Louisville’s Veteran's Day Parade [Opinion: The Arena]

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Louisville's Veteran's Day Parade

As Mayor Greg Fischer predicted, Louisville's first Veteran's Day parade since the end of World War II today went a long way to honor the service and sacrifices of our military veterans.  “We felt like it was a great opportunity to say thank you, said Mayor Fischer, who reminded us that ten percent of the folks living here in Louisville are veterans.  “This special observance is the least we can do to honor the dedication and service that our military veterans have made and continue to make every day,” Fischer said.

Veterans-Day-2011.jpgThe Massing of the Colors and Veterans Day Parade commenced at 11:11 a.m., the exact time the Armistice took effect to end World War I in 1918. The parade and other activities took place along historic West Main Street from 4th to 9th Streets, ending at the Frazier History Museum.  The parade was be led by the 113th Army Band from Fort Knox, followed by a Joint Services Color Guard.

Louisville’s Veteran’s Day observance was organized by a planning committee chaired by Major General Carl D. Black, USAF, RET. “This truly is a once in a lifetime opportunity to pay tribute to American veterans and active duty members of the Armed Services,” Black said. “11:11 AM on the eleventh day of the eleventh month of the eleventh year won’t happen again, and I am honored to chair this committee.”

Veterans+day+parade+(WHAS) 2.jpgJust before the start of the Massing of the Colors and parade, an assortment of military planes flew over the parade route.  Special bleacher seating was installed for veterans and their families who weren’t able to walk the entire route.

A special display was installed in front of the Frazier Museum:  Kentucky’s “40 et 8” boxcar, on loan from the Kentucky Railway Museum in New Haven. The “40 et 8” boxcar was sent to Kentucky by people in France in 1949 in gratitude for America’s donation of food and life necessities in 1948; each state received a “40 et 8” car. Kentucky’s is one of 35 cars known to remain in existence.

40 et 8.jpgIn connection with the “40 et 8” display, volunteers served as docents to explain the “40 et 8” program and the car’s history. Members of the Frazier staff were on hand to record oral histories from visitors on Nov. 11. The Museum also provides reduced admission to the public and free admission to veterans and active military members today.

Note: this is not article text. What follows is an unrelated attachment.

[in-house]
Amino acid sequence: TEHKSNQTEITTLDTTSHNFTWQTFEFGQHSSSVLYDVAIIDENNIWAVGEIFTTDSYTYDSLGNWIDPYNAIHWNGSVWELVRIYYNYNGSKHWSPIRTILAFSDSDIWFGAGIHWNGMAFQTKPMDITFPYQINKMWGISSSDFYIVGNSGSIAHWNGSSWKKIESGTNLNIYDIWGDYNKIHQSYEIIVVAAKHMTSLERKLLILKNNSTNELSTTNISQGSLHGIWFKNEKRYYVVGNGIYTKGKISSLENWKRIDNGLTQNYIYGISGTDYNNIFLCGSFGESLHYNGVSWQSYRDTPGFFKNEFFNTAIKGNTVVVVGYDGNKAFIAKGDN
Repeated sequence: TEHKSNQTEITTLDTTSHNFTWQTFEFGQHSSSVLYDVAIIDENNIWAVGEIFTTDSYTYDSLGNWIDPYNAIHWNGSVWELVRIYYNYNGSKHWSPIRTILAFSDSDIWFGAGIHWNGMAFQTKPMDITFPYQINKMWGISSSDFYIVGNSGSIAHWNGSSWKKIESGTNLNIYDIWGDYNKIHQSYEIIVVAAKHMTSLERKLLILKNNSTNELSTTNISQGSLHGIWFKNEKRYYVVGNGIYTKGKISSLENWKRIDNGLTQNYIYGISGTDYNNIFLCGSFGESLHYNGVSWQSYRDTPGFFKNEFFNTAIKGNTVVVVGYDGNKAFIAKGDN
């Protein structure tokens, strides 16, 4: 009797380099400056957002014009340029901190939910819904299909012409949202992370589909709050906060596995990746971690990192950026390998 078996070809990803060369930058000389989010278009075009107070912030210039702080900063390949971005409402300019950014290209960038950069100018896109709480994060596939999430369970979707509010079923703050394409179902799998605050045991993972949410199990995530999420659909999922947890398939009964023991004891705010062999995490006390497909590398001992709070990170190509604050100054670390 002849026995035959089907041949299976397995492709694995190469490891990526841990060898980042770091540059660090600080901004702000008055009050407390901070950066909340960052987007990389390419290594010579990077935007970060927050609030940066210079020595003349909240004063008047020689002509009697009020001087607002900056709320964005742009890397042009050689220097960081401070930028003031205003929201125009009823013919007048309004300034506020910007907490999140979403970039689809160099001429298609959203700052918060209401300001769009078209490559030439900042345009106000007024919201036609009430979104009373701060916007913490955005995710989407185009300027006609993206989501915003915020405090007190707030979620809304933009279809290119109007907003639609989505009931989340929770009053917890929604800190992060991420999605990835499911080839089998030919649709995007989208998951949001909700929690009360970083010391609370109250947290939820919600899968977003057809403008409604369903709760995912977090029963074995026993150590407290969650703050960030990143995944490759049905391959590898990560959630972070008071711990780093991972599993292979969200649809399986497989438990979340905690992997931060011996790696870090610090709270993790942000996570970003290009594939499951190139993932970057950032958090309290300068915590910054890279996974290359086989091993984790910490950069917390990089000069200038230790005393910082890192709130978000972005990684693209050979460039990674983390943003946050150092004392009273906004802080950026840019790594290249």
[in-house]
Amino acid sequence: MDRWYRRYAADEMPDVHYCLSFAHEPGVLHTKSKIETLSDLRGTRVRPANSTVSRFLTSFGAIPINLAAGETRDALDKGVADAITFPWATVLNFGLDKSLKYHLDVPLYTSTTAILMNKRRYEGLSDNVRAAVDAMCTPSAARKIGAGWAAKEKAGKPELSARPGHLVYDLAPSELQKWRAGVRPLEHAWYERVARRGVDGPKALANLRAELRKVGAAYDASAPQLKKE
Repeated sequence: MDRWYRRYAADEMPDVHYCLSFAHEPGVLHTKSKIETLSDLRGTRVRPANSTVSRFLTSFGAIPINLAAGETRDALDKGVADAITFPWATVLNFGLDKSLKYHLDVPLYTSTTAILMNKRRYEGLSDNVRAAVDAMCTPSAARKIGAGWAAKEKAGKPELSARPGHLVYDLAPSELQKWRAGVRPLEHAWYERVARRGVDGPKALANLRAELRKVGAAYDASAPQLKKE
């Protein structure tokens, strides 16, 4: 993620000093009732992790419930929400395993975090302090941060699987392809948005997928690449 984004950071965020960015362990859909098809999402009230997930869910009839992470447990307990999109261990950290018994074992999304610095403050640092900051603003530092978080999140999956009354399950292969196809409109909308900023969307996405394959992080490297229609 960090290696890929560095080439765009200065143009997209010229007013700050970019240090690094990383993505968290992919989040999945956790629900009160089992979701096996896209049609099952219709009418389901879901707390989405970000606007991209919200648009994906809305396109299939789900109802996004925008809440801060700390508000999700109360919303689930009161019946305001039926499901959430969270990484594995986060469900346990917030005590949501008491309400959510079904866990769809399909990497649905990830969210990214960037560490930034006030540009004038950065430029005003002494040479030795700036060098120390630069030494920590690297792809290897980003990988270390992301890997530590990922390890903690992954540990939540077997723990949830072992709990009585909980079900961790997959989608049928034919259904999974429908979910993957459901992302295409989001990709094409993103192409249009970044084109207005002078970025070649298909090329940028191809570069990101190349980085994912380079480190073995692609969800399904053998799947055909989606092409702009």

Attractions along Main Street, including the Louisville Slugger Museum and Bat Factory and the Louisville Science Center, offered special programs or discounted admission today.  Other features of the Massing of the Colors and Veterans Parade included displays of restored military equipment provided by the KILROY and 14th Armored Preservation Groups as well as displays by sponsors and veterans’ service organizations.

vetsday 11-11-1110.jpgAll expenses of the Massing of the Colors and Veterans Day Parade were underwritten by sponsorships, led by UAW Local 862 and Ford Louisville Assembly Plant and Park Community Federal Credit Union. Other sponsors included: UPS, AAA of Kentucky, First Capital Bank of Kentucky, Grand Masonic Lodge of Kentucky, Highland Funeral Home, Kentucky Masonic Homes, Kosair Charities, Louisville Convention and Visitors Bureau, Louisville Scottish Rite, M&M Cartage Company, National Guard Association of Kentucky (NGAKY); Enlisted Association of the National Guard of KY (EANGKY); VisionWorks LLC, Accent Marketing, Miller/Coors Beer and The Geek Squad.

Veterans-Day-2011 2.jpgAlso today, at 11 A.M., the members of American Legion Shawnee Post 193, Veterans of Foreign Wars Post 3204, American Legion Auxiliary Shawnee Unit 193, Sons of the American Legion Squadron 193 and members of the Louisville Pipe Drum and Fire were at 5th and Jefferson to lay a wreath in memory of WWII Veterans.

In Frankfort, Kentucky Governor Steve Beshear addressed the Veterans Day ceremony at the Old Capitol building.

Back here in Louisville, Sen. Mitch McConnell and UofL President James Ramsey joined other volunteers to read the names of soldiers killed in Iraq and Afghanistan at 10:45 a.m., on the steps of the Ekstrom Library (see video, below).

And at Louisville’s Cave Hill Cemetery, 500 roses were placed on veterans’ graves.

WHAS’s Gene Kang reports:

Names of the fallen read on U of L campus:

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Louisville.com's The Arena section features opinions from active participants in the city's politics. Their viewpoints are not those of Louisville.com (a website is an inanimate object and, as such, has no opinions). (Photos:  WHAS-11 screenshots)

 

About Thomas McAdam
At various times I have been a student, a soldier, a college Political Science teacher, a political campaign treasurer, and legal adviser to Louisville's Police Department and Board of Aldermen. I now practice law and share my political opinions with anyone who will listen.
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